The European Society of Cardiology's Registry on Pregnancy and Cardiac disease (ROPAC) collected information on 1321 pregnancies of women with structural and ischaemic heart disease in 28 countries. Investigators followed women though pregnancy and reported on maternal and fetal complications.5

Ruys et al6 present the heart failure data from ROPAC. Importantly, the authors report heart failure as a stand-alone end point. This has advantages compared with other studies that report composite end points (death, heart failure, arrhythmia, myocardial infarction and cerebrovascular accidents).1–3 Although composite end points are useful in allowing smaller study size, limitations exist unless each component is of equal importance to the patient and occurs in similar frequency.7 In some previous series, arrhythmias (typically supraventricular) drive the composite end point and pre-existing arrhythmia has been a strong predictor of outcome. However, an arrhythmia may not be as important an outcome to the patient as heart failure, stroke or death.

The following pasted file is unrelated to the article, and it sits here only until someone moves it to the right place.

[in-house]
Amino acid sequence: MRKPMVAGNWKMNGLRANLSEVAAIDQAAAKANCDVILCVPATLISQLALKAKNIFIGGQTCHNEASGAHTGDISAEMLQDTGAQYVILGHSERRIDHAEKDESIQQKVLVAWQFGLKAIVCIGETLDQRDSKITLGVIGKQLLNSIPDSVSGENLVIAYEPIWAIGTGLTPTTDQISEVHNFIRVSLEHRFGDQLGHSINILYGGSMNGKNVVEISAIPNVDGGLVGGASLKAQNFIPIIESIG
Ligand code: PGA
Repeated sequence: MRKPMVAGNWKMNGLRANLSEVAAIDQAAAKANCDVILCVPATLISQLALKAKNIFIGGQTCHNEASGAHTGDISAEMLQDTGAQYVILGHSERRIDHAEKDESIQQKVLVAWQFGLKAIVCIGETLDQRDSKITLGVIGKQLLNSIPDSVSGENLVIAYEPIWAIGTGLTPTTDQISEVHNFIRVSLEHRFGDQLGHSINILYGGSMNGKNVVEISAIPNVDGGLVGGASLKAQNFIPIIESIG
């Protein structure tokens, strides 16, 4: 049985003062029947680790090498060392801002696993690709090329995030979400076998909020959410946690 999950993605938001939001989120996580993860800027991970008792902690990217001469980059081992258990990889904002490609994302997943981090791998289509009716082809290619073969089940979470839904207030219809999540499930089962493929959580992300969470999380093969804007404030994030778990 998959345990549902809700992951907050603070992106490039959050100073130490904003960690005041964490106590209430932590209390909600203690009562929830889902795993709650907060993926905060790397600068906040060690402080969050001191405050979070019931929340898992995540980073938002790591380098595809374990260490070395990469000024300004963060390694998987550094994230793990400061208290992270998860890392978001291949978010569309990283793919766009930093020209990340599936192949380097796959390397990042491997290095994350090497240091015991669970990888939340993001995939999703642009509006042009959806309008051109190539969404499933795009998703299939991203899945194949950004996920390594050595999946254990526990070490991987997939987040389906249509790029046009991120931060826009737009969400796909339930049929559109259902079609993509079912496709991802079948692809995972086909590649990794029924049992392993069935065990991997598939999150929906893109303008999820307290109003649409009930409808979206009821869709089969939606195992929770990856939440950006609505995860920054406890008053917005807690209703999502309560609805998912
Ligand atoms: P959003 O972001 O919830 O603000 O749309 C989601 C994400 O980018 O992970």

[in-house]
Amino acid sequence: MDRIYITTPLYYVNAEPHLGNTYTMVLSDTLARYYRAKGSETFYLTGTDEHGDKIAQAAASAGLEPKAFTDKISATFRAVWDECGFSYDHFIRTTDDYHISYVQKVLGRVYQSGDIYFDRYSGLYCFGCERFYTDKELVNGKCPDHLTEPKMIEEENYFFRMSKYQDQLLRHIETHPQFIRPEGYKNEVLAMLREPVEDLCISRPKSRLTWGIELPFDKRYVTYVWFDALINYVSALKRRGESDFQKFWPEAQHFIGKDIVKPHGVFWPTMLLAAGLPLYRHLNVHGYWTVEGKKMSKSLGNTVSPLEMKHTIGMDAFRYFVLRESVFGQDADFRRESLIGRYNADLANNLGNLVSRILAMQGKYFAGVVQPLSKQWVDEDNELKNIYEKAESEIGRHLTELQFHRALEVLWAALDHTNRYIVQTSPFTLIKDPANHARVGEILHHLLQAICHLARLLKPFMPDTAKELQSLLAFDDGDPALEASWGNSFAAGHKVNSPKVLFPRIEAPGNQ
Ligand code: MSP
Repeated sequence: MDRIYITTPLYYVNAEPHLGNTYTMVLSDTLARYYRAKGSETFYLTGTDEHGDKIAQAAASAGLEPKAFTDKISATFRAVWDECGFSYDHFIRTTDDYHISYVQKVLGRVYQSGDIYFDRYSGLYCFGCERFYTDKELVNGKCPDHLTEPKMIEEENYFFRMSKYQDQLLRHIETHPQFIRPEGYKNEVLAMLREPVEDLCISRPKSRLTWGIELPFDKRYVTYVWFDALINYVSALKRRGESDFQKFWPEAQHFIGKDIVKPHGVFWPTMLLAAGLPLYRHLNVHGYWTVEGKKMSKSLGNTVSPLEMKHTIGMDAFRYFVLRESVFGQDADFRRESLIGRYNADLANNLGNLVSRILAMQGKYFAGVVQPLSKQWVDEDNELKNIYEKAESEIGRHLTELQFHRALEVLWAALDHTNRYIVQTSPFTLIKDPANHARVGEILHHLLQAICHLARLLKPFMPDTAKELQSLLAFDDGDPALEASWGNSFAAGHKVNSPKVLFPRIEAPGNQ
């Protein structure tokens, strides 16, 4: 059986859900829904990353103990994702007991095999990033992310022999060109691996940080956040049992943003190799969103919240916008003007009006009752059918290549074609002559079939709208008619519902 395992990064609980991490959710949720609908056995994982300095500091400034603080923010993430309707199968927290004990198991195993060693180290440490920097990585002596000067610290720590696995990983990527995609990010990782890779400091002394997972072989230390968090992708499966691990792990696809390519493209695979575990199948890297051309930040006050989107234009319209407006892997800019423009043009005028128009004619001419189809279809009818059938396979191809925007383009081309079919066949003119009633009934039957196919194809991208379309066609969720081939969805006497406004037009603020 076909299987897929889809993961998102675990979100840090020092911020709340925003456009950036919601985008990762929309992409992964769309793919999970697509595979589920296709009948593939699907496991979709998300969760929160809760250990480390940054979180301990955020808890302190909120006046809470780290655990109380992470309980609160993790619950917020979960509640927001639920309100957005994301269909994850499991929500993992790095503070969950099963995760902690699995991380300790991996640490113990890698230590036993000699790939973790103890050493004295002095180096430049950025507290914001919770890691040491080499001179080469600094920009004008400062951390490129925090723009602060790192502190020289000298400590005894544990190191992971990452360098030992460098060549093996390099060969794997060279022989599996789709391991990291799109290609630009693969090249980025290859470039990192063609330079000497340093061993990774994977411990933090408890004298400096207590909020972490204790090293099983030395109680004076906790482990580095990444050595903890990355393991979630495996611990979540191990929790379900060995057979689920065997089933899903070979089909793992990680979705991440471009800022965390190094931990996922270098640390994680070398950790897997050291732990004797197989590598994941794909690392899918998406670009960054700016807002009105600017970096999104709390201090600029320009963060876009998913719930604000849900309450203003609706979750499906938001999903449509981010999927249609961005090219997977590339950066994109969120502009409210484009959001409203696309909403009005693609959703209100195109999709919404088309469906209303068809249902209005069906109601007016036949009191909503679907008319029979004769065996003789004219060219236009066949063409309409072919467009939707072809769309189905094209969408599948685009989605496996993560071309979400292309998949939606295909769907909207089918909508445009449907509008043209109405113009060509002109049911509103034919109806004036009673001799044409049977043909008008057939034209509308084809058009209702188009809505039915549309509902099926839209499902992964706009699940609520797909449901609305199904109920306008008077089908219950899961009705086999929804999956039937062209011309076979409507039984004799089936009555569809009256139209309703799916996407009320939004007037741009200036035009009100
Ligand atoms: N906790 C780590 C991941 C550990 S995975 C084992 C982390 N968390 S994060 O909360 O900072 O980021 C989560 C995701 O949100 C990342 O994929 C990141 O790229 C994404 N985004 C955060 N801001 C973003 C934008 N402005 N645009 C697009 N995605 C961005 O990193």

In the current ROPAC report,6 13% of women with known cardiomyopathy, structural or ischaemic heart disease developed heart failure during or immediately after pregnancy. Heart failure was more likely to develop in women with left-sided valve disease and left ventricular dysfunction, baseline cardiomyopathy, pulmonary hypertension or poorer baseline NYHA functional class. Heart failure was most likely to develop at two points in time: near the beginning of the third trimester and immediately following delivery. These data make physiologic sense as these periods are characterised by the most pronounced haemodynamic changes, including increases in vascular volume, heart rate and cardiac output. Delivery is accompanied by an abrupt autotransfusion from the placenta and increase in afterload, which explains the peak in heart failure episodes at delivery. These data support frequent and careful evaluations for at-risk women during the late second and third trimesters and longer observation after delivery of those at high risk for heart failure. In high-risk patients, it also may be reasonable to treat with diuretics in the first 24–48 h after delivery to prevent heart failure in the postpartum period.